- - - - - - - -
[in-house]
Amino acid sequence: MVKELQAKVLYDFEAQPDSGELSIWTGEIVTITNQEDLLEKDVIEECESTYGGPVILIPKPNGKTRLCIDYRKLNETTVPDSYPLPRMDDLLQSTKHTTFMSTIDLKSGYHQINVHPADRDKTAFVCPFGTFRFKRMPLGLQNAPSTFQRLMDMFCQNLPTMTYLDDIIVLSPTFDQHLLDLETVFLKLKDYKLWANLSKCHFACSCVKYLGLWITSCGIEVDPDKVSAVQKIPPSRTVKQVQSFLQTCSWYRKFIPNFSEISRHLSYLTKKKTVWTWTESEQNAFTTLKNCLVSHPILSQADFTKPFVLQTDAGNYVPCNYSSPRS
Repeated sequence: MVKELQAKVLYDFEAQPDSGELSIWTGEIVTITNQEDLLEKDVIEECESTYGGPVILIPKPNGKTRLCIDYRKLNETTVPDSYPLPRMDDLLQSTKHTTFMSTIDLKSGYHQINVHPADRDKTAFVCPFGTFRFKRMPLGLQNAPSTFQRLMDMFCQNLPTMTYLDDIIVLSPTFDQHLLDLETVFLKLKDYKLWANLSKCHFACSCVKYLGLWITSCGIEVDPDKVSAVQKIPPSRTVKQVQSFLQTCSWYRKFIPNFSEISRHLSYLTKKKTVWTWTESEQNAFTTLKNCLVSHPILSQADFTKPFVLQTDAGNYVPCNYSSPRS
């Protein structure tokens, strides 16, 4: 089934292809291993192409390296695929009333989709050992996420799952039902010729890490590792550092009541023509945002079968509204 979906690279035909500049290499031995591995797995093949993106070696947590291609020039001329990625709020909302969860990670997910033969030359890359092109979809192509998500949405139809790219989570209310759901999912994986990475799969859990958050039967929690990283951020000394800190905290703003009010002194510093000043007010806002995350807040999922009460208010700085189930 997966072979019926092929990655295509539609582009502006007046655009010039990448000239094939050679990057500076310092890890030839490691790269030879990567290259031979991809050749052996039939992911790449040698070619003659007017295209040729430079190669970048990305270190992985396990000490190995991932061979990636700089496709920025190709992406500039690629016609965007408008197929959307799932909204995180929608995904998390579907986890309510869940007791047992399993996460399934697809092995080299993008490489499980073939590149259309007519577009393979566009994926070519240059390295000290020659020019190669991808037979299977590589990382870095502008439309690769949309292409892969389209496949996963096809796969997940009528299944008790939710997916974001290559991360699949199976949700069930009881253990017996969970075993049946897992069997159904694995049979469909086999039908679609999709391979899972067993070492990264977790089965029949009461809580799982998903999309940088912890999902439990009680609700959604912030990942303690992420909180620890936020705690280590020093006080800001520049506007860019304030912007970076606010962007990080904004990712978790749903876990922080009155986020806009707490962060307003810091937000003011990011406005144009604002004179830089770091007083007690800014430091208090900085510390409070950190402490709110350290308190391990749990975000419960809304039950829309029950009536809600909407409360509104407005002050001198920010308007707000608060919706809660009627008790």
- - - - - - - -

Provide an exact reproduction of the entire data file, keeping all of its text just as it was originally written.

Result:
[in-house]
Amino acid sequence: MVKELQAKVLYDFEAQPDSGELSIWTGEIVTITNQEDLLEKDVIEECESTYGGPVILIPKPNGKTRLCIDYRKLNETTVPDSYPLPRMDDLLQSTKHTTFMSTIDLKSGYHQINVHPADRDKTAFVCPFGTFRFKRMPLGLQNAPSTFQRLMDMFCQNLPTMTYLDDIIVLSPTFDQHLLDLETVFLKLKDYKLWANLSKCHFACSCVKYLGLWITSCGIEVDPDKVSAVQKIPPSRTVKQVQSFLQTCSWYRKFIPNFSEISRHLSYLTKKKTVWTWTESEQNAFTTLKNCLVSHPILSQADFTKPFVLQTDAGNYVPCNYSSPRS
Repeated sequence: MVKELQAKVLYDFEAQPDSGELSIWTGEIVTITNQEDLLEKDVIEECESTYGGPVILIPKPNGKTRLCIDYRKLNETTVPDSYPLPRMDDLLQSTKHTTFMSTIDLKSGYHQINVHPADRDKTAFVCPFGTFRFKRMPLGLQNAPSTFQRLMDMFCQNLPTMTYLDDIIVLSPTFDQHLLDLETVFLKLKDYKLWANLSKCHFACSCVKYLGLWITSCGIEVDPDKVSAVQKIPPSRTVKQVQSFLQTCSWYRKFIPNFSEISRHLSYLTKKKTVWTWTESEQNAFTTLKNCLVSHPILSQADFTKPFVLQTDAGNYVPCNYSSPRS
């Protein structure tokens, strides 16, 4: 089934292809291993192409390296695929009333989709050992996420799952039902010729890490590792550092009541023509945002079968509204 979906690279035909500049290499031995591995797995093949993106070696947590291609020039001329990625709020909302969860990670997910033969030359890359092109979809192509998500949405139809790219989570209310759901999912994986990475799969859990958050039967929690990283951020000394800190905290703003009010002194510093000043007010806002995350807040999922009460208010700085189930 997966072979019926092929990655295509539609582009502006007046655009010039990448000239094939050679990057500076310092890890030839490691790269030879990567290259031979991809050749052996039939992911790449040698070619003659007017295209040729430079190669970048990305270190992985396990000490190995991932061979990636700089496709920025190709992406500039690629016609965007408008197929959307799932909204995180929608995904998390579907986890309510869940007791047992399993996460399934697809092995080299993008490489499980073939590149259309007519577009393979566009994926070519240059390295000290020659020019190669991808037979299977590589990382870095502008439309690769949309292409892969389209496949996963096809796969997940009528299944008790939710997916974001290559991360699949199976949700069930009881253990017996969970075993049946897992069997159904694995049979469909086999039908679609999709391979899972067993070492990264977790089965029949009461809580799982998903999309940088912890999902439990009680609700959604912030990942303690992420909180620890936020705690280590020093006080800001520049506007860019304030912007970076606010962007990080904004990712978790749903876990922080009155986020806009707490962060307003810091937000003011990011406005144009604002004179830089770091007083007690800014430091208090900085510390409070950190402490709110350290308190391990749990975000419960809304039950829309029950009536809600909407409360509104407005002050001198920010308007707000608060919706809660009627008790």